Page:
off kilter

Posted on Tuesday 10 April 2007

sense :: sight // hovering clouds

I can’t help but feel like I’m wasting my time sometimes in the office. I didn’t get into this line of work because I specifically thought it would be rewarding spiritually or personally – I thought it would be a good career move, and help me make use of the degree I worked so hard on. I have to admit, my other job is far more personally rewarding, from that whole “this is what I’ve always dreamt of doing” kind of perspective. Even so, it’s still remarkable sometimes. Right now I’m spinning my wheels, but I should really just be grateful for the downtime.

One of the hardest things I’ve learned about management is not just making other people do the things they’re assigned to do, but trusting them to get it done. The former is easy enough – my personality isn’t the strong-handed type, so I try to make people want to do the things they’re assigned to do, with varying results. Usually it’s a matter of helping them realize that this will clear their plate faster, or look good for them in the long run, or help me out where I can in turn help them out. Either way, it usually works out alright. The real hard part though is trusting people to get the job done completely and correctly. I’ve always been such a hands-on person that I’ve been pretty impatient and quick to take up the “I’ll just take care of it myself” mantle when I find myself explaining a task to someone else. I know how I want it done, so I’ll do it. It’s something that’s extended into other parts of my life as well, from doing the dishes to putting away the laundry, to stocking our pantry with groceries. (Raevyn will attest to this) But now, when you become a manager, you have to let some of that go. You can’t take on every task you get, and you can’t manually work on every issue that comes across your desk – you have to learn to delegate, how to choose the right people for the right tasks, and how to balance both your workload and theirs. It’s actually pretty difficult, and I’m still learning. Granted I’ve only been in this new job for about six months now, but I’ve already learned a lot, and there’s a lot more to learn, from what I understand.

In other news, I had an odd dream last night. I was at a counter, ordering lunch from one of my favorite places, and a ghost from my past appeared in front of me. She had changed – she was known for dying her hair interesting colors but had chosen to dye it kind of a “blue raspberry” shade of blue this time around, and her features seemed to have softened a bit. She was smiling at me broadly when she walked behind the counter to get my attention (even though I could tell she didn’t work there) and said simply “heya, sweetie.” In my dream-world, in that instant, it felt like something crashed – like glass shattering into large pieces. I felt tumbled to the side, and the next thing I was doing was driving down a street that was similar to the parkway leading away from my house here and a lane shaded with trees like the roads near Raevyn’s house in PA. We were driving together and she had the window down, looking wistfully out at the passing trees. It was springtime, and I was feeling the romantic tension that always lingered between us, but there was something different this time, an innocent poison – a jagged edge that seemed to perfectly controllable but undoubtedly there. My subconscious mind rebelled against the notion of the tension entirely, remembering the bitterness between us, the high-flying rapid ascent of our “relationship” and then the sputtering stall at the peak, and the almost blind tailspin that it descended into – a roller coaster ride of the truest sense. My subconscious remembered, but I was acting out, in my head, the only thing I would know how to do if the situation were real – play it out as kindly as I could.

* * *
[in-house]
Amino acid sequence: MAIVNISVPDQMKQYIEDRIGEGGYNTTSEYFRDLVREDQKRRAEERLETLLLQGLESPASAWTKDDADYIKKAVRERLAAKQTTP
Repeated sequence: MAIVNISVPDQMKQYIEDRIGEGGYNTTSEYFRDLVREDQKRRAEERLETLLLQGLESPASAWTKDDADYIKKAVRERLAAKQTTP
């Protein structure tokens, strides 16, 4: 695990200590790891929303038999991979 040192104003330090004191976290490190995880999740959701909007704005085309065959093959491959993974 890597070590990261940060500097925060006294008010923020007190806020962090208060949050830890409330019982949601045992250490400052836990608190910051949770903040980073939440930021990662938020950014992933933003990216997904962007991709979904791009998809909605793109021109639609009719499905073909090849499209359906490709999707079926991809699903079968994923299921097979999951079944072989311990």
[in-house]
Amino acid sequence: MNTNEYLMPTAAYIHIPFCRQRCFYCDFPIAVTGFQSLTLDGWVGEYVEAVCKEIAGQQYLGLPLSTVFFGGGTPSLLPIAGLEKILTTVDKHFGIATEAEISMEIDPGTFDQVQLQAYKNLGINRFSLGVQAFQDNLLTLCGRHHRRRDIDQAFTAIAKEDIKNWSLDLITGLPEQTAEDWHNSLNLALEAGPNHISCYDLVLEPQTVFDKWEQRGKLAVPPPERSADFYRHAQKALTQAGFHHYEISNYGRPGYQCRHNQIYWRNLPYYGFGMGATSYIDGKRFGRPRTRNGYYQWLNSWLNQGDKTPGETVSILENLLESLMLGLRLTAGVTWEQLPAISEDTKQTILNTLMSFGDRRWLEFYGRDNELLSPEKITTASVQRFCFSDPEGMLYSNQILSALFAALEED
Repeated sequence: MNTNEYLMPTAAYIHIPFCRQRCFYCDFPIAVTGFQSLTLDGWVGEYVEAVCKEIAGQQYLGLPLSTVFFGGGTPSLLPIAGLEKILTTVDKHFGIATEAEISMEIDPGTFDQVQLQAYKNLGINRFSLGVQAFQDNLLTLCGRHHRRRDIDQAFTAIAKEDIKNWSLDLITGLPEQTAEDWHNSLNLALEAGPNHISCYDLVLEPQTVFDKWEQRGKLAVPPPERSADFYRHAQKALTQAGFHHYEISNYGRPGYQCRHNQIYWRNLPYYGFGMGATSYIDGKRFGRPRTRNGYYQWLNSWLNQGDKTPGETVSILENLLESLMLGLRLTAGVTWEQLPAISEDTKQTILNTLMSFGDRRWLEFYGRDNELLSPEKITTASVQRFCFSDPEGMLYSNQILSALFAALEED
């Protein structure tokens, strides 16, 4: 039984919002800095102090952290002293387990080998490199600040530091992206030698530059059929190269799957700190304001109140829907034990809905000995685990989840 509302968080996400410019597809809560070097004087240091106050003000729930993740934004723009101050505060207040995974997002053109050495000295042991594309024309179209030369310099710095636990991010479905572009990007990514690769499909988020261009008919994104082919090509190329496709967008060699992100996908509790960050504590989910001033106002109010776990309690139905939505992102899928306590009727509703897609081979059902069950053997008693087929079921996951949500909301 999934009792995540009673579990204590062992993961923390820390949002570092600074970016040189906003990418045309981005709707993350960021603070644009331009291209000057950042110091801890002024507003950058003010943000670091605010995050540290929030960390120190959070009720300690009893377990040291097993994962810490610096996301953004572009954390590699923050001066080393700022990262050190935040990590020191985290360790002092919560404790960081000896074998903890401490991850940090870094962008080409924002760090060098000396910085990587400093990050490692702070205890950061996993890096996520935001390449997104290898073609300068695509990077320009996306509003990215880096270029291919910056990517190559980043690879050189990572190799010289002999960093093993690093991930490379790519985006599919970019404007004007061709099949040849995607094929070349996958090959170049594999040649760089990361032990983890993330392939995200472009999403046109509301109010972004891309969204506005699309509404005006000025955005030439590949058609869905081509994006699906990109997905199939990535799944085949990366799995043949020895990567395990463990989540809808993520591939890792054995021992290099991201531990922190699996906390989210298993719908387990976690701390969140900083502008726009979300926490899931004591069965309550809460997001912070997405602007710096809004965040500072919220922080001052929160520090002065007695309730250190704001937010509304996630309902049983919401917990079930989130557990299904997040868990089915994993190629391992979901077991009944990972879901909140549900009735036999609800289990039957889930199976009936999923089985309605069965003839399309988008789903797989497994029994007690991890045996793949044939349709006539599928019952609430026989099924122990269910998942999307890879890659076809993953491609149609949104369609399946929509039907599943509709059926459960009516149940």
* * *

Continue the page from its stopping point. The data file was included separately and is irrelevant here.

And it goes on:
I woke up feeling kind of surprised at myself. I hadn’t thought of this particular person in a long time, and while I do kindly wonder how she’s doing and what she’s up to – literally we haven’t spoken since a random IM a while back – and I don’t wish her any ill will, I wonder how I might deal with her if she did just happen by me one day and ask to hang out and catch up. Or how I’d deal with any of those ghosts, if I happened upon them.

The company that I werk for is planning a move to Columbia in summer 2008, and with it comes the murmurs among the current employees of whose commute will be shorter, whose will be longer, and who’s planning on moving to the Columbia area to be closer to the office. Raevyn and I thought about moving back to my old hoometown, if for no other reason than rent would be a little cheaper and it would be closer to my office, but it would present some significant downsides for her, what with being farther from friends and from the metro to take us into the city. Even so, I’m not totally sure I’d want to move back there- back to where I couldn’t go to the grocery store without running into someone I want to high school with and their child, or I can’t go for a long walk without seeing sights that hold memories for me. I don’t know if I’m running from that past, per say; I feel comfortable with where I grew up and what happened there, but at the same time I can’t help but want to resist going back there- as if going back there physically, even if I’m in a different place in my life, represents some form of travelling back to where I used to be, emotionally, spiritually, intellectually. It’s an internal conflict I don’t think I want the privilege of dealing with.

Sometimes, it really is just best to move on.

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